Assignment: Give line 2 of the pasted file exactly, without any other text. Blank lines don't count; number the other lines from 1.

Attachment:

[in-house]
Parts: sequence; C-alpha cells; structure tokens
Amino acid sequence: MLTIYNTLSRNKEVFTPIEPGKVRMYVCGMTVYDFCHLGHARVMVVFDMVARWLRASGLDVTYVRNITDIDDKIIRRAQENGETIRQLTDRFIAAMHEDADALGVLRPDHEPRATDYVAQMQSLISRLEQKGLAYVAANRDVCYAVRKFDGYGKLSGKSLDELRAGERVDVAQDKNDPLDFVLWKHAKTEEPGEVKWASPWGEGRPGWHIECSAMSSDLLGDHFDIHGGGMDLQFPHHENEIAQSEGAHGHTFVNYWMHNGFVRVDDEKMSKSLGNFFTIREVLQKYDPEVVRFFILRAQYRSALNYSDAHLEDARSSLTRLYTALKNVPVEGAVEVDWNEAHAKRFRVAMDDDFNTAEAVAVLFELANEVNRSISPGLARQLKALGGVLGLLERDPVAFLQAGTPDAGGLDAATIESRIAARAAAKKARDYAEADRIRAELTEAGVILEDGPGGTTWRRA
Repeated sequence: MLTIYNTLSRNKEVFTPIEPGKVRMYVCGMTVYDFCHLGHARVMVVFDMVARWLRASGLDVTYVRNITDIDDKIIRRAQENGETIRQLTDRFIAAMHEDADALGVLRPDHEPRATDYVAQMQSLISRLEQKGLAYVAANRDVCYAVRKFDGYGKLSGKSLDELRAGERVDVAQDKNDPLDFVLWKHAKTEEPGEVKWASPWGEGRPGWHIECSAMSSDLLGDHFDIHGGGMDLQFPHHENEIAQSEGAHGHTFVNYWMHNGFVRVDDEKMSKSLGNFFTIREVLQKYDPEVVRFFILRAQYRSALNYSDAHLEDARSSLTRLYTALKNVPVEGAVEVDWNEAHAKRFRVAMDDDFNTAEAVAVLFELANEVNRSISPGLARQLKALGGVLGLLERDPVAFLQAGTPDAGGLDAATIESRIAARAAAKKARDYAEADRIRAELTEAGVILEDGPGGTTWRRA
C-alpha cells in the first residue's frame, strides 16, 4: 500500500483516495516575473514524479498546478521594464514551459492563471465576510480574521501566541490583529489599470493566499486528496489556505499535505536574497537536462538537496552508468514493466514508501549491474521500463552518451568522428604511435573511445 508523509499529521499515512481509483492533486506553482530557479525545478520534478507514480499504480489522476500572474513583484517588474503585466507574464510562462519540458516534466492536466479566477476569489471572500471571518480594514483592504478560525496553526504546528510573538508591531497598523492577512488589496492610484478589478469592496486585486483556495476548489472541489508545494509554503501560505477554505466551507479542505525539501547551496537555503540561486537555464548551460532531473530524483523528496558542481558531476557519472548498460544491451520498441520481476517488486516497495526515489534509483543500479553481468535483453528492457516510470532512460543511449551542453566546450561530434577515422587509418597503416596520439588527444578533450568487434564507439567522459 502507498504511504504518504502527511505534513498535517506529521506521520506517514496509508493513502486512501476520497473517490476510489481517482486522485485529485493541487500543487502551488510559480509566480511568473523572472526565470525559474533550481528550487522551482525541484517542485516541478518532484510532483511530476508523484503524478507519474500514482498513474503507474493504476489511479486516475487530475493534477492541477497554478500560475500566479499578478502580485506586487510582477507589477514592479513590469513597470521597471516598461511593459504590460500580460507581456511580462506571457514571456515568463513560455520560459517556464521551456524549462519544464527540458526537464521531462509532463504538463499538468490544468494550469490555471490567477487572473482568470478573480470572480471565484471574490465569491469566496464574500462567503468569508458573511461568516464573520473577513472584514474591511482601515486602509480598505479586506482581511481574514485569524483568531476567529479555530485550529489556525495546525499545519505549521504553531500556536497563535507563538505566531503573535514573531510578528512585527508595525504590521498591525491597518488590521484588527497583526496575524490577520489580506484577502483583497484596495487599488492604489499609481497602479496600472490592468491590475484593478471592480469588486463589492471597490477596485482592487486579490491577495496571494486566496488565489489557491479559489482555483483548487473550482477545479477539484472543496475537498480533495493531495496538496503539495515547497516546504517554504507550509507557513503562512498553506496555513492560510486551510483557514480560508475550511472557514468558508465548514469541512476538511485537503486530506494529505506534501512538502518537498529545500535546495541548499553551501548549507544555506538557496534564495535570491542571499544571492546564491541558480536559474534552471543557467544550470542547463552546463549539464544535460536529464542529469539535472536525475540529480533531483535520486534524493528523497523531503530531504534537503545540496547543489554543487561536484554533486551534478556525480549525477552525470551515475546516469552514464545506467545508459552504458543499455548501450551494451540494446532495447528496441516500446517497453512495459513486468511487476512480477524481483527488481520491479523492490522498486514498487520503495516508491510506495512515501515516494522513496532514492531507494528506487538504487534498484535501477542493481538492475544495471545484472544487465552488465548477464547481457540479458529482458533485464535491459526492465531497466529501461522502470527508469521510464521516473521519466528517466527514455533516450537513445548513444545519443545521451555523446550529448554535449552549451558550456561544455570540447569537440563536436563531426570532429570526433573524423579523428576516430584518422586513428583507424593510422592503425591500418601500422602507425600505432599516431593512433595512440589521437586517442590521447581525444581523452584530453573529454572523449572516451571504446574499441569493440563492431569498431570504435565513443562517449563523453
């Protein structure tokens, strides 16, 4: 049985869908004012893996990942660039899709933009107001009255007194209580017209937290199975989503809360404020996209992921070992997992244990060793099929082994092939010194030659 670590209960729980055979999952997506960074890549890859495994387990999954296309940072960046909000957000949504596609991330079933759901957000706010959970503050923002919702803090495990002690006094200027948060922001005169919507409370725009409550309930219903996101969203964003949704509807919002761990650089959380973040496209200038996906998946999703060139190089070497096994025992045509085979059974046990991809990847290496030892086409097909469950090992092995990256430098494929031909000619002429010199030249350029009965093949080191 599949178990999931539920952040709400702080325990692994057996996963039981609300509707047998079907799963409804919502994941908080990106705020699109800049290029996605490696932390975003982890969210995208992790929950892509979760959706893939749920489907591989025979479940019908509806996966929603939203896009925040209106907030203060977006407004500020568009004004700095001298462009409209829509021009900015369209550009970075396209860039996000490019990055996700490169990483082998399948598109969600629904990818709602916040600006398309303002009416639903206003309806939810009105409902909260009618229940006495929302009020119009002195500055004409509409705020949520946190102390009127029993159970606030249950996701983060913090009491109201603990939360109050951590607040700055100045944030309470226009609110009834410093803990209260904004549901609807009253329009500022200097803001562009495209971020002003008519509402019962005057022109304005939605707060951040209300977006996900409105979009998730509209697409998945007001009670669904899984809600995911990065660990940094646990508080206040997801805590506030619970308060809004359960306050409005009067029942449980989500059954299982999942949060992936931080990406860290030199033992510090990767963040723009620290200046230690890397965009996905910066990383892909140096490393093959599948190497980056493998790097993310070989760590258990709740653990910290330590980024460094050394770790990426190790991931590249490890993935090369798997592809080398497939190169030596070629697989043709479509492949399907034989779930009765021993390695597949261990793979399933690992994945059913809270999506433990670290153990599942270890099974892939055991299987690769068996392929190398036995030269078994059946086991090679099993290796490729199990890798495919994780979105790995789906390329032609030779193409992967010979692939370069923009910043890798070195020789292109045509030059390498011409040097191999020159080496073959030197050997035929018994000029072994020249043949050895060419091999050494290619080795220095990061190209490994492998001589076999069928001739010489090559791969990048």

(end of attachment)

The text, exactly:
Parts: sequence; C-alpha cells; structure tokens